A year after dressing down carmakers for cutting U.S. jobs due to trade agreements and automation, has President Donald Trump delivered on his vow to turn the tide?The U.S. president got some good news just four days before the Detroit auto show when Fiat Chrysler announced it would shift production of its Ram 1500 to Michigan, adding 2,500 jobs.
"Thank you Chrysler, a very wise decision," Trump said on Twitter. "The voters in Michigan are very happy they voted for Trump/Pence. Plenty of more to follow!" Notwithstanding FCA's announcement last week, the overall picture for U.S. auto jobs has been much less impressive in the year since Trump became president, jobs figures show. Net employment in the auto sector (manufacturing and suppliers) stood at 783,200 at the end of November, down from 788,900 at the end of 2016, according to the U.S. Bureau of Labor Statistics.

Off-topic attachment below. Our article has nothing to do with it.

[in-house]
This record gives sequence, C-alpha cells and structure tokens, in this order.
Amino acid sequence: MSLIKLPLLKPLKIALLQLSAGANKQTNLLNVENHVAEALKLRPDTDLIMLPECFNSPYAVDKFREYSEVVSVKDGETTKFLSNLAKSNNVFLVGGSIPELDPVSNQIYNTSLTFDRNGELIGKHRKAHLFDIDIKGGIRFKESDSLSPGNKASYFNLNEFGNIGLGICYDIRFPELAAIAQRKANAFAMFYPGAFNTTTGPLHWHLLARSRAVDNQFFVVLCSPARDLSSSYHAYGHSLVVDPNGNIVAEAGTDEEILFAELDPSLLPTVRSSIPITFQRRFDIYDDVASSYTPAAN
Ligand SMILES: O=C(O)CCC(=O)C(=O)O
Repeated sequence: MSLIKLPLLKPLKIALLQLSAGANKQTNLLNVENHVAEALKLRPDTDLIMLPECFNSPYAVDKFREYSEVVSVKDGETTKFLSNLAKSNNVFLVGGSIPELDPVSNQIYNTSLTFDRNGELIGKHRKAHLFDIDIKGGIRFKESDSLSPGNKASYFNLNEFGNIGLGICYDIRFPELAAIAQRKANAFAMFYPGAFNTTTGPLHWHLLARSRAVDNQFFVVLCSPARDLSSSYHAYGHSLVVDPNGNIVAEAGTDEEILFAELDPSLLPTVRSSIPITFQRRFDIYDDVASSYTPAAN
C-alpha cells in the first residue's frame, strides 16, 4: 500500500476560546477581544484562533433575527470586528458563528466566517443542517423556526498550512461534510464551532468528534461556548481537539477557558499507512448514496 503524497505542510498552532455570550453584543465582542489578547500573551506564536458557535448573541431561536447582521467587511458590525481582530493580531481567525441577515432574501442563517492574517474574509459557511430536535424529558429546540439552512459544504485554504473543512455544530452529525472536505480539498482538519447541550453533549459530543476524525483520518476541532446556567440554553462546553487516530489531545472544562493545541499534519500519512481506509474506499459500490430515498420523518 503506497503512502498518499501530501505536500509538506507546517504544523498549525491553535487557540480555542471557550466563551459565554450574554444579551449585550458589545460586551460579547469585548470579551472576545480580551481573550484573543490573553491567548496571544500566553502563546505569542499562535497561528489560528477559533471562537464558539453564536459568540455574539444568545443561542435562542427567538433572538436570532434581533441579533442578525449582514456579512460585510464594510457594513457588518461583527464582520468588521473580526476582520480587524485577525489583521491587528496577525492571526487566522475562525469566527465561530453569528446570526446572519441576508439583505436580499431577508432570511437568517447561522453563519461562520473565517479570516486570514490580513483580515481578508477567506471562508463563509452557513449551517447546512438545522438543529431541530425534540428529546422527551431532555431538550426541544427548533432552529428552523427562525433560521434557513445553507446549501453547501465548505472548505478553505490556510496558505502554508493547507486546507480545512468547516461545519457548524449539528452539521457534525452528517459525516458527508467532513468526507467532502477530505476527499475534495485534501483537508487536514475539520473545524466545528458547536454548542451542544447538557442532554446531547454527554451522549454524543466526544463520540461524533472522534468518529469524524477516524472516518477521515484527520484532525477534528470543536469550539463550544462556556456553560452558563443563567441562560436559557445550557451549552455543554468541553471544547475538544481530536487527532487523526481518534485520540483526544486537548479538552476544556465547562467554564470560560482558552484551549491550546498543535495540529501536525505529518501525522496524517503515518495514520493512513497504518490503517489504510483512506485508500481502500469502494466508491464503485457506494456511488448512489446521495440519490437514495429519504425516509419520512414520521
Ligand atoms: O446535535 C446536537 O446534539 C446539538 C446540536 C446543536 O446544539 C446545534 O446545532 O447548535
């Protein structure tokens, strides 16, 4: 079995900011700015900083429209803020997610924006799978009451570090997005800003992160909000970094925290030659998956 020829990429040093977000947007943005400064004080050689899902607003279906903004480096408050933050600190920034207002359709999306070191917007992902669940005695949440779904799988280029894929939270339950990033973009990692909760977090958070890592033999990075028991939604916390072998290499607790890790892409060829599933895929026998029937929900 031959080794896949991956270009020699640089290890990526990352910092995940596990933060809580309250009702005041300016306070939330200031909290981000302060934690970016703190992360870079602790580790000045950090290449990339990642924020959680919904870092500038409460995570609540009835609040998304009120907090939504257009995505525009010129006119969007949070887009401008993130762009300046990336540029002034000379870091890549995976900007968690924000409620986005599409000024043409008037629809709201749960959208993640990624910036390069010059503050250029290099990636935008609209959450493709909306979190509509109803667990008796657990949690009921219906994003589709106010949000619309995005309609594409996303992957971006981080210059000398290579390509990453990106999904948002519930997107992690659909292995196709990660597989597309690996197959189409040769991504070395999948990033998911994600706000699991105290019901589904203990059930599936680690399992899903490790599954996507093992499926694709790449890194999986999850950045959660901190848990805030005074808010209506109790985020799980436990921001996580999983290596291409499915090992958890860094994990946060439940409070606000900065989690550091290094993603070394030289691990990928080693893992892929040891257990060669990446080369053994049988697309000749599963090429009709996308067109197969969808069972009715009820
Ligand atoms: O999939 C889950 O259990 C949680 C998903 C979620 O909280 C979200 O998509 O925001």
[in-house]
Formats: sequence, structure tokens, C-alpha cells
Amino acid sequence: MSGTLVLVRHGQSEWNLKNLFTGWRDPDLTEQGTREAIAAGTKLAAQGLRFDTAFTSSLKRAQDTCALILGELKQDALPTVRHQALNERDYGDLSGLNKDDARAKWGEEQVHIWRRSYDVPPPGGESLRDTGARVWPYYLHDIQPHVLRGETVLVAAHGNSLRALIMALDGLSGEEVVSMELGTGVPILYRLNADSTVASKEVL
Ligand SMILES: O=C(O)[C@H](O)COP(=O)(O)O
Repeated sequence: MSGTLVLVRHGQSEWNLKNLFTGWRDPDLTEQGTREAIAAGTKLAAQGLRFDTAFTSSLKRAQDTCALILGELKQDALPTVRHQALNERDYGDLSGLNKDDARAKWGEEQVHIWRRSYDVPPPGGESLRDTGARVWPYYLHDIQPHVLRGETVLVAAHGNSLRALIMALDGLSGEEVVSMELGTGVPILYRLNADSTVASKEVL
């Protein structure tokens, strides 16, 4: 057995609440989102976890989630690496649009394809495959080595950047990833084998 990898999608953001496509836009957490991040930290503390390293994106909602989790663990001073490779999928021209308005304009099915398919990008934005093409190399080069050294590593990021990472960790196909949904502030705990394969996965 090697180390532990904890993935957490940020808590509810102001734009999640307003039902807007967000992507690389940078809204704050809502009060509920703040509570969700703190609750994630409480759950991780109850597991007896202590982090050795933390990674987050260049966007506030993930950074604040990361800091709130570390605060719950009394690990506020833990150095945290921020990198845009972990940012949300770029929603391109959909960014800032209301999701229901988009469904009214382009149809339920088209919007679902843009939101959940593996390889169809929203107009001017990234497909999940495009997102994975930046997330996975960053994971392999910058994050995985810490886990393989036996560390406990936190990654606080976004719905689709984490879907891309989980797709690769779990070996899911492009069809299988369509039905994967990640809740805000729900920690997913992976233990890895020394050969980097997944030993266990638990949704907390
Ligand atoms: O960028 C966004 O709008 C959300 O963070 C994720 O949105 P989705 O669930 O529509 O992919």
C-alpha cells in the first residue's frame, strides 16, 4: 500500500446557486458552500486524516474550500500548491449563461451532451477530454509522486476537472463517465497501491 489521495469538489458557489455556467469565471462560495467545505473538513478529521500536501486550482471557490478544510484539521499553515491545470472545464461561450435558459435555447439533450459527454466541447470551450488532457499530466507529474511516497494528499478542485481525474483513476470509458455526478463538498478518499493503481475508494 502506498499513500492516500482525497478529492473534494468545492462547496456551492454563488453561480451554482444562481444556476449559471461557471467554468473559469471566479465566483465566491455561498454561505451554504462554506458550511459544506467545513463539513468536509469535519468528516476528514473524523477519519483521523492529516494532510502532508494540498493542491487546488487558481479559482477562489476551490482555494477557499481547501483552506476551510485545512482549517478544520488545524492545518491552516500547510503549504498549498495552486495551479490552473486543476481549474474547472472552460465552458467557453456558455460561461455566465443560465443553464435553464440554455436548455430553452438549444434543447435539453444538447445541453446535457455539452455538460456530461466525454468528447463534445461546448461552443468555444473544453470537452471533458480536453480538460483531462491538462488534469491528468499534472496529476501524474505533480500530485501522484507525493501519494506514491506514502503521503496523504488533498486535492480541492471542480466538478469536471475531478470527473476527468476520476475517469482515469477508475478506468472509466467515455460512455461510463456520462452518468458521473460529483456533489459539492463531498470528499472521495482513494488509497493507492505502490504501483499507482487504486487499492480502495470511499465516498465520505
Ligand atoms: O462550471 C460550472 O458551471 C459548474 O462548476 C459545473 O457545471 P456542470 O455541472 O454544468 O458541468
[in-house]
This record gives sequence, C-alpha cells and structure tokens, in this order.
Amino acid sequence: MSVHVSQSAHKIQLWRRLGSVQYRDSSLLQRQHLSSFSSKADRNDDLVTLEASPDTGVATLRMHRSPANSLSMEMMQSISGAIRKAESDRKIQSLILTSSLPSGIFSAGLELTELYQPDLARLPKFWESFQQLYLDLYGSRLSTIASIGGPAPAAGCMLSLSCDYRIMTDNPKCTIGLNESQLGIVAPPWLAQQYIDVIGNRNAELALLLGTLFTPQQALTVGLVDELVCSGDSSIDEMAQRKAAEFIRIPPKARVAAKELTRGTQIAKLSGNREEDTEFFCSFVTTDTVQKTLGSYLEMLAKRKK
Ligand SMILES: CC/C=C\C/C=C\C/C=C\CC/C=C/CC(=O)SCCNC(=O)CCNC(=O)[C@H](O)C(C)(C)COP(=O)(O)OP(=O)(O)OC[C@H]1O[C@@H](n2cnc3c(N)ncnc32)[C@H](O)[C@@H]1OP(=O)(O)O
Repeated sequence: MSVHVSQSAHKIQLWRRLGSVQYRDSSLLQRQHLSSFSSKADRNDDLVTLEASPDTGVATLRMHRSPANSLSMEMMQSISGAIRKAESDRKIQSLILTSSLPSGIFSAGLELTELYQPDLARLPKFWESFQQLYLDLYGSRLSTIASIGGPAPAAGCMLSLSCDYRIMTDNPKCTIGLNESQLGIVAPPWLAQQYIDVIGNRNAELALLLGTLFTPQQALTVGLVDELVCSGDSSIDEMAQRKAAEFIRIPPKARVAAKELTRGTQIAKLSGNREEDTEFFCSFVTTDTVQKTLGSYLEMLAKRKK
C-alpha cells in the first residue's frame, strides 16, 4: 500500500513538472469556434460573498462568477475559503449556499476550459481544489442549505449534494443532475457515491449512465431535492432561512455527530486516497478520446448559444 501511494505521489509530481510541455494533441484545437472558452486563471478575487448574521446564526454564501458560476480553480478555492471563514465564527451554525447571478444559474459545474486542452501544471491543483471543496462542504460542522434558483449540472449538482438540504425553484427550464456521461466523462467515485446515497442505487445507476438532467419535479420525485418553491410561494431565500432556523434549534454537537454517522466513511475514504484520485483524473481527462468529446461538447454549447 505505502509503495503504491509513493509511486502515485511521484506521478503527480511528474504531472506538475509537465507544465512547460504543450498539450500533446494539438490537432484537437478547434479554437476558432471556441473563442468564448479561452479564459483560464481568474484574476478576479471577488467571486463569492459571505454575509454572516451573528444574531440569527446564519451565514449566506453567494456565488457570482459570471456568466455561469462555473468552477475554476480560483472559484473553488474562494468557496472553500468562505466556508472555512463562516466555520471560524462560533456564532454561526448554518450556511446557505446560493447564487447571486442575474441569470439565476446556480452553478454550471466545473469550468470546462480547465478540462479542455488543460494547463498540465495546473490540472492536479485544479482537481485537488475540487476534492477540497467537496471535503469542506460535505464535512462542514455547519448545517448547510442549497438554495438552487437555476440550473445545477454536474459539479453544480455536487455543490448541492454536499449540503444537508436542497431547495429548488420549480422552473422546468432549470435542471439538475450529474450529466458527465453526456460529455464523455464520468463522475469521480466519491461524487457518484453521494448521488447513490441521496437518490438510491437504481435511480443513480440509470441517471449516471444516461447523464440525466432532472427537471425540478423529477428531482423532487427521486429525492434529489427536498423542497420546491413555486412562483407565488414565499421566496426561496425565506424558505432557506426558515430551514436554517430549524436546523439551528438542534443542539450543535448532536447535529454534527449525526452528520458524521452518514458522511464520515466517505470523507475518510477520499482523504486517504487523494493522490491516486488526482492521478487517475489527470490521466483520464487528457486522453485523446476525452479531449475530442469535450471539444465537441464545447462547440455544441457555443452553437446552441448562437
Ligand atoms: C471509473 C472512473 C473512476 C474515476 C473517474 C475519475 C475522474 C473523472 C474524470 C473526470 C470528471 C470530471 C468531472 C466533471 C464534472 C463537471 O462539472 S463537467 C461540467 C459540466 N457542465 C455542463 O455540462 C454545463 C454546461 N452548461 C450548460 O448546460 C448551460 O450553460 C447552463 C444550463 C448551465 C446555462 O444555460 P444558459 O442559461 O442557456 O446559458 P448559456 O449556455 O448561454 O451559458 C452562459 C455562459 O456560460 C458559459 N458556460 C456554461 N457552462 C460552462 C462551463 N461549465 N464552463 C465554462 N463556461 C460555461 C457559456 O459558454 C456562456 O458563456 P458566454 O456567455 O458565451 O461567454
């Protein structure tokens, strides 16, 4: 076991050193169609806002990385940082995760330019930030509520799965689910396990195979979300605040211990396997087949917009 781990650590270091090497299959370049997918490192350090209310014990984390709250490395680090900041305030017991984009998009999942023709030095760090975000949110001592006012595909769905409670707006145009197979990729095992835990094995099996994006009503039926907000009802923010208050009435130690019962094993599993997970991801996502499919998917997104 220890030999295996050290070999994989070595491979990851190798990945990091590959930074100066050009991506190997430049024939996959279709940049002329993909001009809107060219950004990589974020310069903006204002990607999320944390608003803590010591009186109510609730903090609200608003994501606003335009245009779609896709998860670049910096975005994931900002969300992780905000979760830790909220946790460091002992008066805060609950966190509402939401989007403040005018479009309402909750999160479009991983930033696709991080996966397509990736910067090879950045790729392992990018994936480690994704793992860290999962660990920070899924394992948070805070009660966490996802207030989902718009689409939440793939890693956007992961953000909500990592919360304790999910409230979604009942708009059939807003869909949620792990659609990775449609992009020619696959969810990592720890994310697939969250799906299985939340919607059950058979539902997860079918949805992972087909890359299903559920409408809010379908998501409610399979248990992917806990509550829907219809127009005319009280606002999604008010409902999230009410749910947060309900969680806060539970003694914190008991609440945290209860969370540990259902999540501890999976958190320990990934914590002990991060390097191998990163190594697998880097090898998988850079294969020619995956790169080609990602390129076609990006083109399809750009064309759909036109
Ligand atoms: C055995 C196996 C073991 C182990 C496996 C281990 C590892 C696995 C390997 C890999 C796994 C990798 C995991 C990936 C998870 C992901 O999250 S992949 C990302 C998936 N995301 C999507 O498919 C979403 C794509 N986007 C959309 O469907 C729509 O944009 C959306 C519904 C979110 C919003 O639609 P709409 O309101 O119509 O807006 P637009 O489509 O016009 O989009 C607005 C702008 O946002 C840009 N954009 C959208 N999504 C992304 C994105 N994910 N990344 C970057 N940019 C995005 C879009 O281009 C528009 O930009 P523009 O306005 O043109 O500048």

"Overall, U.S. auto employment was down slightly last year. Sales and production were also down, and employment is closely tied to output," said Kristin Dziczek, an expert at the Center for Automotive Research. Under pressure from Trump, General Motors promised last March to add or retain 900 jobs in Michigan over 12 months. But even if the biggest U.S. automaker made good on that pledge, its overall U.S. hourly workforce dropped to 52,000 at the end of 2017 from 55,000 a year earlier.
Data show U.S. car imports have risen from overseas manufacturing centers, including China, India and Mexico, which saw a 9.4 percent rise in car exports to the U.S. in 2017 from a year earlier.
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